Small, wearable sensors monitor patients’ vital signs and collect real-time clinical information such as temperature, blood glucose levels, blood pressure, pulse and respiratory function, and aggregate it over an MBAN at a nearby device for local processing and forwarding to centralized displays and electric medical records. Body sensors can also be used to deliver medical therapy to particular areas of the body.
Key advantages include:
Figure 2 - MBAN Devices (courtesy of GE Healthcare)
FCC and FDA Regulatory Status
Wireless Device Technical Overview
Figure 3 - Wireless Spectrum (courtesy of Modern Mobil Apps)
What is an MBAN network?
The FCC defines a Medical Body Area Network (MBAN) as a low power network consisting of a MedRadio programmer/control transmitter and multiple medical body-worn devices all of which transmit or receive non-voice data or related device control commands for the purpose of measuring and recording physiological parameters and other patient information or performing diagnostic or therapeutic functions via radiated bi- or uni-directional electromagnetic signals.
How does an MBAN system operate?
A typical MBAN consists of a master programmer/control transmitter (“hub device”), which is included in a device close to the patient, and one or more client transmitters (“body sensors”), which are worn on the body and only transmit while maintaining communication with the hub that controls the transmissions. The hub conveys data messages to the body-worn sensors to specify, for example, the transmit frequency that should be used. The hub and sensor devices will transmit in the 2360-2400 MHz band.
Figure 4 - MBAN Hub/Sensor Nodes
The hub aggregates patient data from the body-worn sensors under its control and transmits that information, using the health care facility’s local area network (LAN) (which could be, for example, Ethernet, WMTS or Wi-Fi links), to locations where health care professionals monitor patient data. The hub also connects via the facility’s LAN to a central control point that will be used to manage all MBAN operations within the health care facility. Neither body sensors nor programmer/control transmitters may communicate directly which other.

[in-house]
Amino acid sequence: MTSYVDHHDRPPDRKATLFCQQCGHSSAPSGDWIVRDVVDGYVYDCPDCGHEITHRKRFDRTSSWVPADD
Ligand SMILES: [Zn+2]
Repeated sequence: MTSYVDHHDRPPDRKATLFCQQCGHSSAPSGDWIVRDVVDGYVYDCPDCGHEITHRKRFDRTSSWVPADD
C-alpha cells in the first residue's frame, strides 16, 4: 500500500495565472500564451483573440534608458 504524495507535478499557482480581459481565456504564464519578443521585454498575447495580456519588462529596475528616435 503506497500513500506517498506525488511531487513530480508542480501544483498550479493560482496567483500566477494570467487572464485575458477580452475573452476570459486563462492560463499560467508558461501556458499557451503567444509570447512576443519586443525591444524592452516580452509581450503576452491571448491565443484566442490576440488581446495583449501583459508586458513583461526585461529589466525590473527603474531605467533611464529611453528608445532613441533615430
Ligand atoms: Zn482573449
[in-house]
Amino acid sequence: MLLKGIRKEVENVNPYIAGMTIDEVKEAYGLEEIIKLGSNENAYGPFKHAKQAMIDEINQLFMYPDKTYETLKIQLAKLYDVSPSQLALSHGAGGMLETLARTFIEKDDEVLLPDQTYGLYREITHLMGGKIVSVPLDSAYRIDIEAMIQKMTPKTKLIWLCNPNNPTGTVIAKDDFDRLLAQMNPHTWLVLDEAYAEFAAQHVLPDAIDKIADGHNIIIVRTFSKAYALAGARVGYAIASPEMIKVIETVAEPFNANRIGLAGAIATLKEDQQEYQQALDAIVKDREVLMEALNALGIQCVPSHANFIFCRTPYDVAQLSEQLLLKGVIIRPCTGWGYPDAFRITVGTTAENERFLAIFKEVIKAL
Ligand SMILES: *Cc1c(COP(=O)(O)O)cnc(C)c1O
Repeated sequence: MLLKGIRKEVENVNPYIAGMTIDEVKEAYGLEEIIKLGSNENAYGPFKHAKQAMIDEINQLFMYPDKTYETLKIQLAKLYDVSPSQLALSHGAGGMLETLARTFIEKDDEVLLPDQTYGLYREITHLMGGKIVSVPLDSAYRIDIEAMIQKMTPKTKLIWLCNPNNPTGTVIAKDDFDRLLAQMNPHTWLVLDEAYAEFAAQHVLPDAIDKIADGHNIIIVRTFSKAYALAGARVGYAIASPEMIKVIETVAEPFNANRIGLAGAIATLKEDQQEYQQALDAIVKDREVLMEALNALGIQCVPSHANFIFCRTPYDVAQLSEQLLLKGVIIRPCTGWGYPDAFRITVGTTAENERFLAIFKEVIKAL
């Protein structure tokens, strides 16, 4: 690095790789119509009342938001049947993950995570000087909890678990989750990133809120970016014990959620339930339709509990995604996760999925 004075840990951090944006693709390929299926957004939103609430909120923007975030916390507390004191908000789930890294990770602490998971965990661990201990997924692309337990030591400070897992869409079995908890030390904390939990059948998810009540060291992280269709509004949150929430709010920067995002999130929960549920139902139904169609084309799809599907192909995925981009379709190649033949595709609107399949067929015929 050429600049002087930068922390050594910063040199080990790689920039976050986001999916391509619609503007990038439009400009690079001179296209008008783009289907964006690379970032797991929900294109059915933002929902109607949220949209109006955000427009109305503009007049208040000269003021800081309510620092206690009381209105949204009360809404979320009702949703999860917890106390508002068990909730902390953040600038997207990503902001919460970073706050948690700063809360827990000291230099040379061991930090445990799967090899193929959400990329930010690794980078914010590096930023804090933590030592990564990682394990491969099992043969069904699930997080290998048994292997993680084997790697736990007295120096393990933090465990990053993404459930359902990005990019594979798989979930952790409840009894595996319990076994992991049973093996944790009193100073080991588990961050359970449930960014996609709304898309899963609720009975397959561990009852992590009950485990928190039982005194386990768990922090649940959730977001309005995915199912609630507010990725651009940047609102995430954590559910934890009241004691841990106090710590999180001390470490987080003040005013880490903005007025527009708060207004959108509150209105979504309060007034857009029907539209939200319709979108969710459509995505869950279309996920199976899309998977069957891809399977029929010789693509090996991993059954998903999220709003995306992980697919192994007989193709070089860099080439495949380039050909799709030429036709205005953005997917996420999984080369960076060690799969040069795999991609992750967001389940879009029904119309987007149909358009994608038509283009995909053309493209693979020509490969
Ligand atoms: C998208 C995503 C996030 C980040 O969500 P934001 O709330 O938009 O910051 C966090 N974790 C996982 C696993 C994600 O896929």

To protect AMT operations from harmful interference, MBAN and AMT frequency coordinators will work together to coordinate MBAN operations in the 2360-2390 MHz band. The control point serves as the interface between the MBAN coordinator and the MBAN master transmitters to control MBAN operation in the 2360-2390 MHz band. The control point will receive an electronic key which is a data message that specifies and enables use of specific frequencies by the MBAN devices. The control point, in turn, will generate a beacon or control message to convey a data message to the hub via the facility’s LAN that specifies the authorized frequencies and other operational conditions for that specific MBAN.
MBAN FCC Rules and Regulations in 2013, 2014 and beyond
As of October 1, 2012 devices are permitted under the FCC’s “license by rule” standards under which healthcare providers must register their devices and coordinate how and when they are used. However, the FCC is not expected to appoint a frequency coordinator until June, 2013 and according to GE Healthcare, “MBAN devices are expected to hit the market in about 2 years.” Several of the major semiconductor manufacturers have indicated their current 2400-2483.5 MHz ISM band chipsets used for ZigBee/Bluetooth can easily be modified or adapted to cover the 2360-2400 MHz MBAN spectrum. This should allow for rapid deployment of the technology.